The man tasked with halting the slaughter and giving the park a future is Erik Mararv whom I met at the new park headquarters on the southern bank of the tree-lined Dungu, one of the Congo River’s countless tributaries.
Erik Mararv (in cap) examines a sedated elephant. (Photo courtesy of Tristan McConnell)
The young Swede has fitted more into his 30 years than many manage in lifetime: born and brought up in the Central African Republic he dropped out of school at fifteen to train as a safari guide and hunter, spent six miserable months of 2012 in a Bangui jail – on false charges – and was once abducted by the extravagantly brutal Lord’s Resistance Army.
The LRA does still poach elephants in Garamba but is now a bit player, albeit one that gets undue attention thanks to its notorious violence and a frequently-applied “terrorist” label that helps fuel wrong-headed arguments that ivory poaching funds terrorism.
Mararv told me the biggest threat to Garamba’s elephants was neither LRA rebels, nor Janjaweed horsemen, nor mysterious helicopters, but gangs from South Sudan, some wearing national army uniforms. “I see the whole of South Sudan as an armed group,” he said of the war-torn nation to Garamba’s north whose violent chaos is spilling over borders in unpredictable ways. In South Sudan too, animals have fallen victim to the civil war, killed for bushmeat or for profit.
Rangers in the park. (AFP/Tony Karumba)
Conservationists I spoke to credit Mararv with bringing fresh energy and courage to the fight against the poachers in Garamba. The rangers are trained hard in shooting and surviving in the bush, specially trained five-man ‘Mamba’ teams deploy for days at a time trudging through the swamps and slicing elephant grass on the lookout for poachers and their prey.
But hardware is as important as leadership and a game-changer for Garamba has been a helicopter that can transport rangers to the furthest reaches of the park. When gunshots are heard at one of the four fixed observation posts the helicopter can muster a five-man anti-poaching team within 10 to 15 minutes, quick enough, in some cases, to prevent poachers making off with the ivory or even to catch them in the act.
Rangers run toward a helicopter to be transported to a new spot within the park. (AFP/Tony Karumba)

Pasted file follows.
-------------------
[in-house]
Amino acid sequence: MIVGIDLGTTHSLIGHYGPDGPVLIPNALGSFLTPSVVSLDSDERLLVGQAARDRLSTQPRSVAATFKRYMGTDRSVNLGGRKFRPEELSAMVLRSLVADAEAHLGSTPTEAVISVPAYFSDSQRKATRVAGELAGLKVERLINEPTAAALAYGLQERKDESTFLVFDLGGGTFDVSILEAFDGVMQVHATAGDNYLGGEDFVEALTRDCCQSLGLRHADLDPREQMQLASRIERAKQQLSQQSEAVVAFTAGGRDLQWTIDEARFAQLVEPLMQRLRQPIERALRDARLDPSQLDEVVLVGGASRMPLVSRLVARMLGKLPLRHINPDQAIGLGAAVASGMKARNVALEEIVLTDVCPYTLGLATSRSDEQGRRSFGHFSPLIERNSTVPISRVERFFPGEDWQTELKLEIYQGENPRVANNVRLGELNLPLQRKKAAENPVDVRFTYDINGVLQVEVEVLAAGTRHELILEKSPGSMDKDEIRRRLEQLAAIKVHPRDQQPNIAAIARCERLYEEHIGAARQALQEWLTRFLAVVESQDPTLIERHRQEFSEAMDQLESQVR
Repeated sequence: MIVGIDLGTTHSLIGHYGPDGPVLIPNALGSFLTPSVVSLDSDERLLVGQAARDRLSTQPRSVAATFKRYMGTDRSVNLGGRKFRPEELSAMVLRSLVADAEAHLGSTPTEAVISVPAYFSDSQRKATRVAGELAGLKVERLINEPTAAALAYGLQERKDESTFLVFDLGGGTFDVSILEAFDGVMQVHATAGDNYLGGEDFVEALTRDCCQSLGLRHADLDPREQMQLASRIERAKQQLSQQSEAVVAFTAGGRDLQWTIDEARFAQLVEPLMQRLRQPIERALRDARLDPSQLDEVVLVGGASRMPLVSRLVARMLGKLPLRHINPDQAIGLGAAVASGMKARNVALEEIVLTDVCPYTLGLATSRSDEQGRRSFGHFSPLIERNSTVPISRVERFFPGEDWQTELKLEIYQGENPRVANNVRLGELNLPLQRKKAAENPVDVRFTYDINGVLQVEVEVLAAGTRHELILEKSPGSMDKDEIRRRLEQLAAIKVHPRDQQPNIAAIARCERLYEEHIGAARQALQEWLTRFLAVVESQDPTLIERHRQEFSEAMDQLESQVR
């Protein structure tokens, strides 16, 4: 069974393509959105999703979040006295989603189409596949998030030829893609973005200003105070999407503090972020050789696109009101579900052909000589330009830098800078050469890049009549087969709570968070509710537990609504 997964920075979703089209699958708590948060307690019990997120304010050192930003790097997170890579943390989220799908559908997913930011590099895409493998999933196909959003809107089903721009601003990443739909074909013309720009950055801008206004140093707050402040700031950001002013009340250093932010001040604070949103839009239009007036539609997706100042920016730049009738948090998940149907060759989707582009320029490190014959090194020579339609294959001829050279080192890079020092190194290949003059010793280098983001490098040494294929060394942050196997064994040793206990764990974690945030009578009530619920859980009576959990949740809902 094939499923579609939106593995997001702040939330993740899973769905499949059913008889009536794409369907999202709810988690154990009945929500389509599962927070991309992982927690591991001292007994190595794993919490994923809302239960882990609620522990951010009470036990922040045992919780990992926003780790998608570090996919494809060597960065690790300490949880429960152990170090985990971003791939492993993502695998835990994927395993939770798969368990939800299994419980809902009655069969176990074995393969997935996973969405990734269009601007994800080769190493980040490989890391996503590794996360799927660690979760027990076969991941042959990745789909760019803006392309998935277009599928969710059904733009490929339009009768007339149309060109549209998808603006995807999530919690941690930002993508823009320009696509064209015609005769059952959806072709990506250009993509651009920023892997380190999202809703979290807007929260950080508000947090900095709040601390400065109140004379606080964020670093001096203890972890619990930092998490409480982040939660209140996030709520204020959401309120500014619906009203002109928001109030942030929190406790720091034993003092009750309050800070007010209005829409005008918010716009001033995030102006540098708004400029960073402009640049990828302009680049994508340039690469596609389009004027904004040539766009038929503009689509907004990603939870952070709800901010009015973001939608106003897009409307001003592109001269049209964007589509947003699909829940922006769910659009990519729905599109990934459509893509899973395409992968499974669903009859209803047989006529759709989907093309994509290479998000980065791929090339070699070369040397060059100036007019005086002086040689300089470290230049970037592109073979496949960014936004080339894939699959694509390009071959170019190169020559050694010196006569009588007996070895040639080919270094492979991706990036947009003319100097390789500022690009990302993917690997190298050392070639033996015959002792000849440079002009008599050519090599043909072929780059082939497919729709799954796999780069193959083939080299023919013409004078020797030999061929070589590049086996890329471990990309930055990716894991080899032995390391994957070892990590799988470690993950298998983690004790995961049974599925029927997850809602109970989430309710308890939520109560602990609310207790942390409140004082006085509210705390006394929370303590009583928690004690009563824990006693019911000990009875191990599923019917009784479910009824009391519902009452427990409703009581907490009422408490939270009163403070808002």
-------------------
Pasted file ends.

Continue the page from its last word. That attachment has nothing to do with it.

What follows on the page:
The helicopter allows the rangers to reach every part of the vast park, and quickly. Frank Molteno, the 60-year-old South African pilot, doesn’t mess about: when it’s time to go, he goes, banking sharply, doors open, seatbelts-be-damned.
He is a non-military man with a military manner and an aggressive impatience towards poachers. “If they see us they shoot at us, so we shoot at them,” he told me as we talked in the cockpit of his parked helicopter. “It’s bush justice.”
During October’s gun battle Molteno was nearly blown out of the sky when a poaching gang’s bullets missed severing his helicopter’s tail rotor driveshaft by half an inch. Two rangers died that day and Molteno, for all his no-nonsense bravado, tears up at the recollection yet he and the others remain unbowed.
“If I didn’t think we were going to win this, I’d quit,” he told me one evening as we stood beside the sluggish brown Dungu watching a pod of hippos yawn and splash in the rapids as the sun set over the trees.
There are plenty of shortages in Garamba’s ivory war – rangers, weapons, bullets, communication and tracking equipment – but the landscape itself is an obstacle money can’t overcome.
When it rains (which it does for more than half the year) the land is inundated and the grass grows nearly three metres tall and is almost impenetrable. The few dirt roads become impassable. It can take hours to walk just a few hundred metres; visibility is close to zero: shootouts between rangers and poachers occur at extremely close range.
A scout participated in target practice. (AFP/Tony Karumba)”
But in the dry season the savannah has a monotonous, hypnotic beauty, scorched by fire, dotted with sausage trees and mostly empty of people. One day we saw a small herd of elephants close by. Hearing the car’s engine they stopped, raised their heads, then quickly turned and made for the golden light spreading across the late afternoon horizon.
The elephants have learned that people mean danger and, until that’s no longer true, knowing it might help keep them alive.